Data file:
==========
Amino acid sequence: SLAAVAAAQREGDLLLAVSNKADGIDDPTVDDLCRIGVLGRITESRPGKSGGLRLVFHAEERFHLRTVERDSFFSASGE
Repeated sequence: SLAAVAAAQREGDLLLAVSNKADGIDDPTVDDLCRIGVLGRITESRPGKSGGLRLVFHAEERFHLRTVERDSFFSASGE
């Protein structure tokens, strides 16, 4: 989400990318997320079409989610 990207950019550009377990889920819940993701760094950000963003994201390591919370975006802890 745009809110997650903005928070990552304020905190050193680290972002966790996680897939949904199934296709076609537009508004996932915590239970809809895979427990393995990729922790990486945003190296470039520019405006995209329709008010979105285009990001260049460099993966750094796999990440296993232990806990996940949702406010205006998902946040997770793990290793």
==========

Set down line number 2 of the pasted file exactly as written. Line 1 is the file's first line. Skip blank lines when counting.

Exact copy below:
Repeated sequence: SLAAVAAAQREGDLLLAVSNKADGIDDPTVDDLCRIGVLGRITESRPGKSGGLRLVFHAEERFHLRTVERDSFFSASGE